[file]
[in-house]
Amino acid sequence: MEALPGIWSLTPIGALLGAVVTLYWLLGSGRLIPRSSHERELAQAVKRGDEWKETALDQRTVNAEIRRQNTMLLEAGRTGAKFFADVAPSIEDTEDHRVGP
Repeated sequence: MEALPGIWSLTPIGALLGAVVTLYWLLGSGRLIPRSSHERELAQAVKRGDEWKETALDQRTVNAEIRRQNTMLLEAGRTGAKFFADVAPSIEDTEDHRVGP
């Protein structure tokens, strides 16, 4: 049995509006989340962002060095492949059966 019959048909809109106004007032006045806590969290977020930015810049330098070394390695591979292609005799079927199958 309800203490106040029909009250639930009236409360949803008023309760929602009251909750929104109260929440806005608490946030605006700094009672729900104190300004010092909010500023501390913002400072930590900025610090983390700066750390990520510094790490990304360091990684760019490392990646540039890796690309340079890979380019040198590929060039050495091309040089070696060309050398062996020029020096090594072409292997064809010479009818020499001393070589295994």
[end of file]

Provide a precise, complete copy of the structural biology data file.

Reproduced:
[in-house]
Amino acid sequence: MEALPGIWSLTPIGALLGAVVTLYWLLGSGRLIPRSSHERELAQAVKRGDEWKETALDQRTVNAEIRRQNTMLLEAGRTGAKFFADVAPSIEDTEDHRVGP
Repeated sequence: MEALPGIWSLTPIGALLGAVVTLYWLLGSGRLIPRSSHERELAQAVKRGDEWKETALDQRTVNAEIRRQNTMLLEAGRTGAKFFADVAPSIEDTEDHRVGP
């Protein structure tokens, strides 16, 4: 049995509006989340962002060095492949059966 019959048909809109106004007032006045806590969290977020930015810049330098070394390695591979292609005799079927199958 309800203490106040029909009250639930009236409360949803008023309760929602009251909750929104109260929440806005608490946030605006700094009672729900104190300004010092909010500023501390913002400072930590900025610090983390700066750390990520510094790490990304360091990684760019490392990646540039890796690309340079890979380019040198590929060039050495091309040089070696060309050398062996020029020096090594072409292997064809010479009818020499001393070589295994």